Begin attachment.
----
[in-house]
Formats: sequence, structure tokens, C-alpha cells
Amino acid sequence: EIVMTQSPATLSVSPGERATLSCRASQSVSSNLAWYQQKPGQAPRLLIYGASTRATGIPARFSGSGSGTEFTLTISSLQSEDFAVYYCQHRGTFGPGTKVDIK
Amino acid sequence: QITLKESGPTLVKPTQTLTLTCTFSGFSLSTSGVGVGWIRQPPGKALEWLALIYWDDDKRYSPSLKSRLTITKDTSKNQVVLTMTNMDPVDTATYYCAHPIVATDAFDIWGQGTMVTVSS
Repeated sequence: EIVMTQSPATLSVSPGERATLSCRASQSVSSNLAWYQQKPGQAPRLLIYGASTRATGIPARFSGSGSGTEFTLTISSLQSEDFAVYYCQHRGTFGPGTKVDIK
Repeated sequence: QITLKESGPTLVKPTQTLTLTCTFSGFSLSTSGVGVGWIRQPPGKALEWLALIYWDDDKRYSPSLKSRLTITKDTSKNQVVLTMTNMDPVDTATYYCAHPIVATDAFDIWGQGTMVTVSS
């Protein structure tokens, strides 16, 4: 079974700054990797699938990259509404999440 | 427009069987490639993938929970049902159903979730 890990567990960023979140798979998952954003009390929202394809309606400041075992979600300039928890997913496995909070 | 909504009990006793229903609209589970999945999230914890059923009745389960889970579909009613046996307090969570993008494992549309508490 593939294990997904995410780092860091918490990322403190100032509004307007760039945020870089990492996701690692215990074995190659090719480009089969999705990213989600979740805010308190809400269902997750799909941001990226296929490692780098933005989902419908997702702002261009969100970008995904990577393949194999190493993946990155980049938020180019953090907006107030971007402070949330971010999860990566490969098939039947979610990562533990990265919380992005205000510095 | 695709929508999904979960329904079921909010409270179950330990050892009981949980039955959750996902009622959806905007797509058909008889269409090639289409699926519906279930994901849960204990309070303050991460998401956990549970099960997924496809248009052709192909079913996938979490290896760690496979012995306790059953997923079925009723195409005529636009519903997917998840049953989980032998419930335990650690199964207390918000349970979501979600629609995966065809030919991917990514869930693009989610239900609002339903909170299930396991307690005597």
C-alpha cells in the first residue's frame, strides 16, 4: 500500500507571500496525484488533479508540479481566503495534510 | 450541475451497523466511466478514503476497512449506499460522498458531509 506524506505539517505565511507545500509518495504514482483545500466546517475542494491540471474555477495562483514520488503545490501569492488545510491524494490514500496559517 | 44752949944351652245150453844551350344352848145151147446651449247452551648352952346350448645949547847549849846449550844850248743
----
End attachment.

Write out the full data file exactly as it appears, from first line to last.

[in-house]
Formats: sequence, structure tokens, C-alpha cells
Amino acid sequence: EIVMTQSPATLSVSPGERATLSCRASQSVSSNLAWYQQKPGQAPRLLIYGASTRATGIPARFSGSGSGTEFTLTISSLQSEDFAVYYCQHRGTFGPGTKVDIK
Amino acid sequence: QITLKESGPTLVKPTQTLTLTCTFSGFSLSTSGVGVGWIRQPPGKALEWLALIYWDDDKRYSPSLKSRLTITKDTSKNQVVLTMTNMDPVDTATYYCAHPIVATDAFDIWGQGTMVTVSS
Repeated sequence: EIVMTQSPATLSVSPGERATLSCRASQSVSSNLAWYQQKPGQAPRLLIYGASTRATGIPARFSGSGSGTEFTLTISSLQSEDFAVYYCQHRGTFGPGTKVDIK
Repeated sequence: QITLKESGPTLVKPTQTLTLTCTFSGFSLSTSGVGVGWIRQPPGKALEWLALIYWDDDKRYSPSLKSRLTITKDTSKNQVVLTMTNMDPVDTATYYCAHPIVATDAFDIWGQGTMVTVSS
């Protein structure tokens, strides 16, 4: 079974700054990797699938990259509404999440 | 427009069987490639993938929970049902159903979730 890990567990960023979140798979998952954003009390929202394809309606400041075992979600300039928890997913496995909070 | 909504009990006793229903609209589970999945999230914890059923009745389960889970579909009613046996307090969570993008494992549309508490 593939294990997904995410780092860091918490990322403190100032509004307007760039945020870089990492996701690692215990074995190659090719480009089969999705990213989600979740805010308190809400269902997750799909941001990226296929490692780098933005989902419908997702702002261009969100970008995904990577393949194999190493993946990155980049938020180019953090907006107030971007402070949330971010999860990566490969098939039947979610990562533990990265919380992005205000510095 | 695709929508999904979960329904079921909010409270179950330990050892009981949980039955959750996902009622959806905007797509058909008889269409090639289409699926519906279930994901849960204990309070303050991460998401956990549970099960997924496809248009052709192909079913996938979490290896760690496979012995306790059953997923079925009723195409005529636009519903997917998840049953989980032998419930335990650690199964207390918000349970979501979600629609995966065809030919991917990514869930693009989610239900609002339903909170299930396991307690005597």
C-alpha cells in the first residue's frame, strides 16, 4: 500500500507571500496525484488533479508540479481566503495534510 | 450541475451497523466511466478514503476497512449506499460522498458531509 506524506505539517505565511507545500509518495504514482483545500466546517475542494491540471474555477495562483514520488503545490501569492488545510491524494490514500496559517 | 44752949944351652245150453844551350344352848145151147446651449247452551648352952346350448645949547847549849846449550844850248743